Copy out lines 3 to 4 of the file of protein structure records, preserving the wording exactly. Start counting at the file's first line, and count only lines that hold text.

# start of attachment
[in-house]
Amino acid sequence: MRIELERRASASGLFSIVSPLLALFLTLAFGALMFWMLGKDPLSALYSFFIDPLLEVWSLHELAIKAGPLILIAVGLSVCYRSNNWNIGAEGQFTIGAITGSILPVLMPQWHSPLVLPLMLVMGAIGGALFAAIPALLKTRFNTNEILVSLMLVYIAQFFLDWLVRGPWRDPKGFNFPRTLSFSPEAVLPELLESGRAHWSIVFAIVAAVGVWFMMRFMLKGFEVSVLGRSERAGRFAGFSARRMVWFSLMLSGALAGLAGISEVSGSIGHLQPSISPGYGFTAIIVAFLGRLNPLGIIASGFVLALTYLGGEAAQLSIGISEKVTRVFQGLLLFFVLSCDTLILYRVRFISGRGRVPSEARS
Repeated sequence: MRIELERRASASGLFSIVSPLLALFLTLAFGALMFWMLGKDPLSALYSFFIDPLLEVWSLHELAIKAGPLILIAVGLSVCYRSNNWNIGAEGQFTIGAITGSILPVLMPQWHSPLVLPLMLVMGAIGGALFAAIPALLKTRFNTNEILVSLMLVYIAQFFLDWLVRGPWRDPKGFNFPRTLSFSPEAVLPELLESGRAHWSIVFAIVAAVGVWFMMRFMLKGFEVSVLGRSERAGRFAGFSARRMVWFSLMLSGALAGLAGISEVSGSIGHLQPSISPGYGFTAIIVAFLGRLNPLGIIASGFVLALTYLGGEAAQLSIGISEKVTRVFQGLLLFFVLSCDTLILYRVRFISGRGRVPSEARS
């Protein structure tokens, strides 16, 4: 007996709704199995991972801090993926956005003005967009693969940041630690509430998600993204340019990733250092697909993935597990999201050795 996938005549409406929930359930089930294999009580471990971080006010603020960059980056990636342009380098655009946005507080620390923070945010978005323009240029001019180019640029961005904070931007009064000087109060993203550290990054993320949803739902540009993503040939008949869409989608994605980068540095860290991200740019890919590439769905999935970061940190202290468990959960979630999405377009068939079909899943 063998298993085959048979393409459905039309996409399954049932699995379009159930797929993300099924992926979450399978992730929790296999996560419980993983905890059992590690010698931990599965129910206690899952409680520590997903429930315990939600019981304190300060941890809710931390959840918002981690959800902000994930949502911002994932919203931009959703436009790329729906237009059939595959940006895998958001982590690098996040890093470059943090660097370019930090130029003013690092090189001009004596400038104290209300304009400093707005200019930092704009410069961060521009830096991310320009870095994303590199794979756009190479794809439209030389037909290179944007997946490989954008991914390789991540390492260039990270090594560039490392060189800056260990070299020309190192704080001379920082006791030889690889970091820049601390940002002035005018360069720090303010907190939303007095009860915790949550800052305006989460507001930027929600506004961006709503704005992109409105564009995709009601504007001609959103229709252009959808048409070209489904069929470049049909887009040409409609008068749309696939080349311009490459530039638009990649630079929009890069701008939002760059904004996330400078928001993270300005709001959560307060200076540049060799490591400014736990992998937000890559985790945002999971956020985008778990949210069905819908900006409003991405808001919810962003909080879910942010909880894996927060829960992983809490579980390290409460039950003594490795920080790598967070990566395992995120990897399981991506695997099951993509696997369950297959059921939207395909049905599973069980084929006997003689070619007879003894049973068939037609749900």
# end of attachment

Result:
Repeated sequence: MRIELERRASASGLFSIVSPLLALFLTLAFGALMFWMLGKDPLSALYSFFIDPLLEVWSLHELAIKAGPLILIAVGLSVCYRSNNWNIGAEGQFTIGAITGSILPVLMPQWHSPLVLPLMLVMGAIGGALFAAIPALLKTRFNTNEILVSLMLVYIAQFFLDWLVRGPWRDPKGFNFPRTLSFSPEAVLPELLESGRAHWSIVFAIVAAVGVWFMMRFMLKGFEVSVLGRSERAGRFAGFSARRMVWFSLMLSGALAGLAGISEVSGSIGHLQPSISPGYGFTAIIVAFLGRLNPLGIIASGFVLALTYLGGEAAQLSIGISEKVTRVFQGLLLFFVLSCDTLILYRVRFISGRGRVPSEARS
């Protein structure tokens, strides 16, 4: 007996709704199995991972801090993926956005003005967009693969940041630690509430998600993204340019990733250092697909993935597990999201050795 996938005549409406929930359930089930294999009580471990971080006010603020960059980056990636342009380098655009946005507080620390923070945010978005323009240029001019180019640029961005904070931007009064000087109060993203550290990054993320949803739902540009993503040939008949869409989608994605980068540095860290991200740019890919590439769905999935970061940190202290468990959960979630999405377009068939079909899943 063998298993085959048979393409459905039309996409399954049932699995379009159930797929993300099924992926979450399978992730929790296999996560419980993983905890059992590690010698931990599965129910206690899952409680520590997903429930315990939600019981304190300060941890809710931390959840918002981690959800902000994930949502911002994932919203931009959703436009790329729906237009059939595959940006895998958001982590690098996040890093470059943090660097370019930090130029003013690092090189001009004596400038104290209300304009400093707005200019930092704009410069961060521009830096991310320009870095994303590199794979756009190479794809439209030389037909290179944007997946490989954008991914390789991540390492260039990270090594560039490392060189800056260990070299020309190192704080001379920082006791030889690889970091820049601390940002002035005018360069720090303010907190939303007095009860915790949550800052305006989460507001930027929600506004961006709503704005992109409105564009995709009601504007001609959103229709252009959808048409070209489904069929470049049909887009040409409609008068749309696939080349311009490459530039638009990649630079929009890069701008939002760059904004996330400078928001993270300005709001959560307060200076540049060799490591400014736990992998937000890559985790945002999971956020985008778990949210069905819908900006409003991405808001919810962003909080879910942010909880894996927060829960992983809490579980390290409460039950003594490795920080790598967070990566395992995120990897399981991506695997099951993509696997369950297959059921939207395909049905599973069980084929006997003689070619007879003894049973068939037609749900």